Denard Span had been selected as an outfielder for the United States for the 2008 Beijing Olympics. That team would assemble in late July and head off to compete in the Olympic tournament starting Aug. 13.

Span had played 12 games as a Twins rookie in April when Michael Cuddyer was injured. When Cuddyer returned, Span was sent to Class AAA Rochester, where he batted .340 with a .434 on-base percentage in 40 games.

This had Davey Johnson, the Olympic team manager, fully confident he had his leadoff hitter — along with an outfielder adept at all three positions — for the strong competition that was ahead in Beijing.

Then, on June 27 in the Metrodome, Milwaukee’s Seth McClung hit Cuddyer with a pitch to a hand. When it turned out to be a fracture, Span was recalled from Rochester. He would start 81 games over the remainder of that season and hit .297 with an outstanding .393 on-base percentage, assuring the Twins that the 20th overall draft choice from 2002 was indeed a big-league player.

But … no Olympics. Not after he was called up by the Twins a couple of weeks before Johnson’s roster would be announced.

“I was looking forward to Beijing,” Span said. “The consolation prize — getting a chance to play every day in the big leagues — turned out to be excellent.”

The U.S. team, with a pitching staff that included Stephen Strasburg and Jake Arrieta, took bronze.

A dozen years later, if Span ever has a moment of wondering what it would be like to be an Olympian, all he has to do is ask his wife, Anne Schleper, a silver medalist in hockey for the U.S. in 2014.

Anne also could tell Denard about what's like to be one of the standouts on an NCAA title team -- the 2011-12 Gophers. But that might sound like bragging, and she doesn't seem the type.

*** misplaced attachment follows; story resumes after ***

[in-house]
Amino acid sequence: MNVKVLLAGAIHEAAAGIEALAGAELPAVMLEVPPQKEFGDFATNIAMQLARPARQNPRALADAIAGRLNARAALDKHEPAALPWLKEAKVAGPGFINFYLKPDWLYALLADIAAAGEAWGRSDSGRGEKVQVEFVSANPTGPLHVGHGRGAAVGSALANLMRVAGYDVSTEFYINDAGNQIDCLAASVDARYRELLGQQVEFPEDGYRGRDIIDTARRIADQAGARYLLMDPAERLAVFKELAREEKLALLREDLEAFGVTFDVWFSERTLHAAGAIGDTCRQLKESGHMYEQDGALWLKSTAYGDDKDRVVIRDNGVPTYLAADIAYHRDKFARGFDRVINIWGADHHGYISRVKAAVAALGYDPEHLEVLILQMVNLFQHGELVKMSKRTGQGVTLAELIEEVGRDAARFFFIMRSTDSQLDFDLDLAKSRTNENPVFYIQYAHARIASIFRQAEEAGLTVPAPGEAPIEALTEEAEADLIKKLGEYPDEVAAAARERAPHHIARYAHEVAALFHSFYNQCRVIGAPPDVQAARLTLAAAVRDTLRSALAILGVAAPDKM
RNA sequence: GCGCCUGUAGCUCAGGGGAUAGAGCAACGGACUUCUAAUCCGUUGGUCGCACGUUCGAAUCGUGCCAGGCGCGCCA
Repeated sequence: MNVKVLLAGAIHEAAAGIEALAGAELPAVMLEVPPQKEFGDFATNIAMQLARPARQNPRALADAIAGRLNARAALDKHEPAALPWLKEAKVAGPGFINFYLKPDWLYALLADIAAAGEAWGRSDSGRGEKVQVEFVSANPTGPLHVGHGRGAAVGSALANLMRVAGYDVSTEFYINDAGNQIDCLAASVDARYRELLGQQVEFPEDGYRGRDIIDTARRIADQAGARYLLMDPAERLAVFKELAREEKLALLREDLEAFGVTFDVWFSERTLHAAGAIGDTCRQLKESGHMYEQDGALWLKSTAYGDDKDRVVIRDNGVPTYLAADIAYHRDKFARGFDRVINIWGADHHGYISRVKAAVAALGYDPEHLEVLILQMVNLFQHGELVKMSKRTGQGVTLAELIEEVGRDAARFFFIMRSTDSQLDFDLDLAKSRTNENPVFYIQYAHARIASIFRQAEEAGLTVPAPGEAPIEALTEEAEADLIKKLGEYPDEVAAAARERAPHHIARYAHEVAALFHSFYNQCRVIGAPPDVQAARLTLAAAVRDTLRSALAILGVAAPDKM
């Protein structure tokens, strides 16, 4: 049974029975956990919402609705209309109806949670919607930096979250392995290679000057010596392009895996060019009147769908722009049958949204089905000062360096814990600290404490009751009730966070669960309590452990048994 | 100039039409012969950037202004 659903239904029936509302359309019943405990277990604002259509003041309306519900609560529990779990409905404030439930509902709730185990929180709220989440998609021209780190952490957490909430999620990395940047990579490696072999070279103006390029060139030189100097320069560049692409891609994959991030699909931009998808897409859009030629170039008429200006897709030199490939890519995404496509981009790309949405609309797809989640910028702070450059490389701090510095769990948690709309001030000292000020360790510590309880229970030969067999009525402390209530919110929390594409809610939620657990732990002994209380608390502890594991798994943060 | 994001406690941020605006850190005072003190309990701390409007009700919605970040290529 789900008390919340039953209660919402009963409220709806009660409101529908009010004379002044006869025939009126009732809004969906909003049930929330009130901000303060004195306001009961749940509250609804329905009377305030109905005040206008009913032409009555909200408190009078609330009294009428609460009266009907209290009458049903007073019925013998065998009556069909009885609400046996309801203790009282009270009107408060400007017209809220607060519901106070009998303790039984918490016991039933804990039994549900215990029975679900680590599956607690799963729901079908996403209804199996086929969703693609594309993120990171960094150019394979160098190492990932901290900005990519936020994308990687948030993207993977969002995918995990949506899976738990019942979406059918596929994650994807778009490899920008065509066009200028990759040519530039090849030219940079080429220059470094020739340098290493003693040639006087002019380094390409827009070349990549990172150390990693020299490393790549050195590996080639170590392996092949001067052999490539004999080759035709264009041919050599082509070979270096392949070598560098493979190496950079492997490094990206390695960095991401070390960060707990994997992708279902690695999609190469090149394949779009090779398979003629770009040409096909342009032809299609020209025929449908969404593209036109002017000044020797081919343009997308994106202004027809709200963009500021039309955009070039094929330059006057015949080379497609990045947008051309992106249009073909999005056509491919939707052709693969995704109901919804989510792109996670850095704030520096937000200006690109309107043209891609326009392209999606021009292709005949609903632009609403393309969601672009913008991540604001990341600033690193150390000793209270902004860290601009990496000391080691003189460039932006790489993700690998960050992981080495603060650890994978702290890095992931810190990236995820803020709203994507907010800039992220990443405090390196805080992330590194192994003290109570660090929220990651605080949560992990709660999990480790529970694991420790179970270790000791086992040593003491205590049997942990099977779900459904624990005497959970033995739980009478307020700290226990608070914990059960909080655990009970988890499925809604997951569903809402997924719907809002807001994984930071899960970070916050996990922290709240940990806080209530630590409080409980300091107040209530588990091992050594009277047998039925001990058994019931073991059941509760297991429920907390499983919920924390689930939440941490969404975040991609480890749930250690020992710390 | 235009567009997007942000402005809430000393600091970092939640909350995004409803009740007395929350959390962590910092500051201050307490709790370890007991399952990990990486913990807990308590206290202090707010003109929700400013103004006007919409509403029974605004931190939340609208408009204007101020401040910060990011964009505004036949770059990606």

The Minnesota ties — Denard, 589 games in five seasons for the Twins from 2008 to 2012, and Anne, a hockey standout from St. Cloud — were not a source of the connection between the Spans.

“It was a conversation starter I guess, nothing more,” Span said. “I have to tell you what really brought us together was our faith in God. We discovered early that’s the most important part of our lives.”

Brett Strot, a former Gopher and a coach with USA Hockey, worked at a training center in the Tampa area. Schleper wanted to train with him — and a change of temperature from the North.

Span, a Tampa lad, and Schleper met at a gym, and by 2016, with Anne still playing for the national team and Span playing for the San Francisco Giants, it became a relationship.

They were married on Jan. 27, 2017. A week later, Anne announced her retirement from the U.S. national team after collecting her Olympic silver medal and three golds in the world championships of 2011, 2013 and 2015. In November 2016, she had ended her competitive career by winning a fourth gold medal in the Four Nations Cup.

This week, Denard also revealed his retirement as a player.

“I haven’t announced it, officially, but maybe this is it,” Span said during a midweek cellphone conversation from Tampa.

“I didn’t play last year, after receiving a buyout of my contract … not because of an absence of contact from teams. The offers that came my way; they didn’t seem like fair value for my services.

“I spent this past offseason getting in shape, getting ready to play in 2020, and there were two or three minor league offers. I wasn’t opposed to starting in the minors, but these didn’t seem right as far as having a chance to move up to the big club if I was doing well in Triple-A.”

He paused.

“I know that if the season ever would get started,” he said, “I still would have the ability to help a team. But 36-year-old outfielders who haven’t played in two years … not happening.

“I’m very satisfied pouring my life into our family, to Anne, a wonderful person, and our two boys.”

D.J. is 2½ and Jace is 6 months. Asked about Denard being around “all the time,” no baseball and also pandemic restricted, Anne said: “It’s very cool. We love to be around one another. He’s easy as a person … and extra help with the kids.”

One unsettling observation for Denard is that D.J. “has absolutely no interest in a ball of any kind.”

“Trucks, coloring, terrorizing the house, but you roll a ball to him and he instantly shovels it out of the way,” Denard said.

Maybe it’s time for a soft puck?

“That would be tough,” Span said. “When I met Anne, I knew zero about hockey. Now I’m up to … maybe 10 percent, if I’m lucky.”